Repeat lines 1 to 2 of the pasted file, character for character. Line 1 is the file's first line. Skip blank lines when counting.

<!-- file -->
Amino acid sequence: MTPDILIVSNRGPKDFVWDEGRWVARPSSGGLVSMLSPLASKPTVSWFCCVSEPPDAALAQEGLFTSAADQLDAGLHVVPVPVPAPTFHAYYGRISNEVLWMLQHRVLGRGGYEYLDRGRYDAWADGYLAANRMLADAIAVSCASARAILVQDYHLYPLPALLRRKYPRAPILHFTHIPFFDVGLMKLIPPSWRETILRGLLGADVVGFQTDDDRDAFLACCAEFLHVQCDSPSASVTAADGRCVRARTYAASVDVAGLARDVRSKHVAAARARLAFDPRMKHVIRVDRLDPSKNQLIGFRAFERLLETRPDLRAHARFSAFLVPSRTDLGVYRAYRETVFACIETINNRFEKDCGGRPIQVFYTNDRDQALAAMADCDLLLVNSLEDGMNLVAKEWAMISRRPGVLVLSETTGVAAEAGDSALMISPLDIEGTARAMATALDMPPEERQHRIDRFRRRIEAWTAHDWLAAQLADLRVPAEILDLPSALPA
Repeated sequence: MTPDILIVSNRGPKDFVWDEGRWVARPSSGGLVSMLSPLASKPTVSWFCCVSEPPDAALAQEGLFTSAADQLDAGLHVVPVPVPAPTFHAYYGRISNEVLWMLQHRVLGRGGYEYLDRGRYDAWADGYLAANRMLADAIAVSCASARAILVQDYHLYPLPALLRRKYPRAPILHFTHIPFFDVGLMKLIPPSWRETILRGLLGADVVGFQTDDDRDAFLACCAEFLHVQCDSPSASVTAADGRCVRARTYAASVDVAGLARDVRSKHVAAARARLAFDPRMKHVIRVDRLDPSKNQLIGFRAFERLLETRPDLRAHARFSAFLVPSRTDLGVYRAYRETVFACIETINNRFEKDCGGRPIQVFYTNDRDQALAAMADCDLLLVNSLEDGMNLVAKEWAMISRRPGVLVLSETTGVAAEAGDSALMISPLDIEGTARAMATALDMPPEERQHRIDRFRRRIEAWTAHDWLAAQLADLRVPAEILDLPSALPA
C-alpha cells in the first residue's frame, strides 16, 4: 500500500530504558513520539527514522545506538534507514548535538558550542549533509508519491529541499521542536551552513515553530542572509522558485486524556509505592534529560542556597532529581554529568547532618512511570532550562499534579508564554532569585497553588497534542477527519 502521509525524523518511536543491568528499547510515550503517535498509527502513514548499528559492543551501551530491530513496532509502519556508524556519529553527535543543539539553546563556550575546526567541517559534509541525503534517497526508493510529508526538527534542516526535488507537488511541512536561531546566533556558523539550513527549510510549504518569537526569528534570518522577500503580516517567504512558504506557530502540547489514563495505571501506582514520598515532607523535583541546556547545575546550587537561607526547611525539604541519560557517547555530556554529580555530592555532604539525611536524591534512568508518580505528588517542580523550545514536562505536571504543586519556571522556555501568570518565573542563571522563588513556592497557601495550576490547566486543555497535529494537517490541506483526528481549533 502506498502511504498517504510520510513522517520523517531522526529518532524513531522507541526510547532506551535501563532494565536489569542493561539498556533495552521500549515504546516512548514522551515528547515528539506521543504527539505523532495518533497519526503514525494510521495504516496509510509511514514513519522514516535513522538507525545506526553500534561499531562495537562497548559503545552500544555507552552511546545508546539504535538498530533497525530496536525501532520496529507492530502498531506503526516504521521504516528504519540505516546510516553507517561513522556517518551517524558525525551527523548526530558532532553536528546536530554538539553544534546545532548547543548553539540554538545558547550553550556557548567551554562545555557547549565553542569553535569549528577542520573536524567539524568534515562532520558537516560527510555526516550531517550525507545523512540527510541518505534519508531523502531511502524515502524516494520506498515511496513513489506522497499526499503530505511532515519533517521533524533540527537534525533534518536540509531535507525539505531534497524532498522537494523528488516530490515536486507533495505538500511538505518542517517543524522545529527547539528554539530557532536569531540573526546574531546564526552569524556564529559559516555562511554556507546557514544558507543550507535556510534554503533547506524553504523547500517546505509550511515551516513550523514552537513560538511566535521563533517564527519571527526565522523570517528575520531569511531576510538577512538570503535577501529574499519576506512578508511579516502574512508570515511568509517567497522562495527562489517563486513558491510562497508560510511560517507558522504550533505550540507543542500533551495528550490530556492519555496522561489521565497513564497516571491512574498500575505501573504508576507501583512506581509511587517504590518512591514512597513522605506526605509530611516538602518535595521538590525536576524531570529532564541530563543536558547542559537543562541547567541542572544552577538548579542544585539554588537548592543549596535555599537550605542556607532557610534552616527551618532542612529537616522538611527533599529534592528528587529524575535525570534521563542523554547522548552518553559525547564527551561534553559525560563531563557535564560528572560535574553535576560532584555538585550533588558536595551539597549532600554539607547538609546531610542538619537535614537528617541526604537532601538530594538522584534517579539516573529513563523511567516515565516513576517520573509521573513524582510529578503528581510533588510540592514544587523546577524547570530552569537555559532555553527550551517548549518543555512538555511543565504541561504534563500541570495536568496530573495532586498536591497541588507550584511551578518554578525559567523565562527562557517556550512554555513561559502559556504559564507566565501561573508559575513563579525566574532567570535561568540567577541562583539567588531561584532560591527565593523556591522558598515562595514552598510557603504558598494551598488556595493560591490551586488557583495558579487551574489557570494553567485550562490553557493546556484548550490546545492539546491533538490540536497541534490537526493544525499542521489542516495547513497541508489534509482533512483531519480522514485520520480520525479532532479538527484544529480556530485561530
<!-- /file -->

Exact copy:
Amino acid sequence: MTPDILIVSNRGPKDFVWDEGRWVARPSSGGLVSMLSPLASKPTVSWFCCVSEPPDAALAQEGLFTSAADQLDAGLHVVPVPVPAPTFHAYYGRISNEVLWMLQHRVLGRGGYEYLDRGRYDAWADGYLAANRMLADAIAVSCASARAILVQDYHLYPLPALLRRKYPRAPILHFTHIPFFDVGLMKLIPPSWRETILRGLLGADVVGFQTDDDRDAFLACCAEFLHVQCDSPSASVTAADGRCVRARTYAASVDVAGLARDVRSKHVAAARARLAFDPRMKHVIRVDRLDPSKNQLIGFRAFERLLETRPDLRAHARFSAFLVPSRTDLGVYRAYRETVFACIETINNRFEKDCGGRPIQVFYTNDRDQALAAMADCDLLLVNSLEDGMNLVAKEWAMISRRPGVLVLSETTGVAAEAGDSALMISPLDIEGTARAMATALDMPPEERQHRIDRFRRRIEAWTAHDWLAAQLADLRVPAEILDLPSALPA
Repeated sequence: MTPDILIVSNRGPKDFVWDEGRWVARPSSGGLVSMLSPLASKPTVSWFCCVSEPPDAALAQEGLFTSAADQLDAGLHVVPVPVPAPTFHAYYGRISNEVLWMLQHRVLGRGGYEYLDRGRYDAWADGYLAANRMLADAIAVSCASARAILVQDYHLYPLPALLRRKYPRAPILHFTHIPFFDVGLMKLIPPSWRETILRGLLGADVVGFQTDDDRDAFLACCAEFLHVQCDSPSASVTAADGRCVRARTYAASVDVAGLARDVRSKHVAAARARLAFDPRMKHVIRVDRLDPSKNQLIGFRAFERLLETRPDLRAHARFSAFLVPSRTDLGVYRAYRETVFACIETINNRFEKDCGGRPIQVFYTNDRDQALAAMADCDLLLVNSLEDGMNLVAKEWAMISRRPGVLVLSETTGVAAEAGDSALMISPLDIEGTARAMATALDMPPEERQHRIDRFRRRIEAWTAHDWLAAQLADLRVPAEILDLPSALPA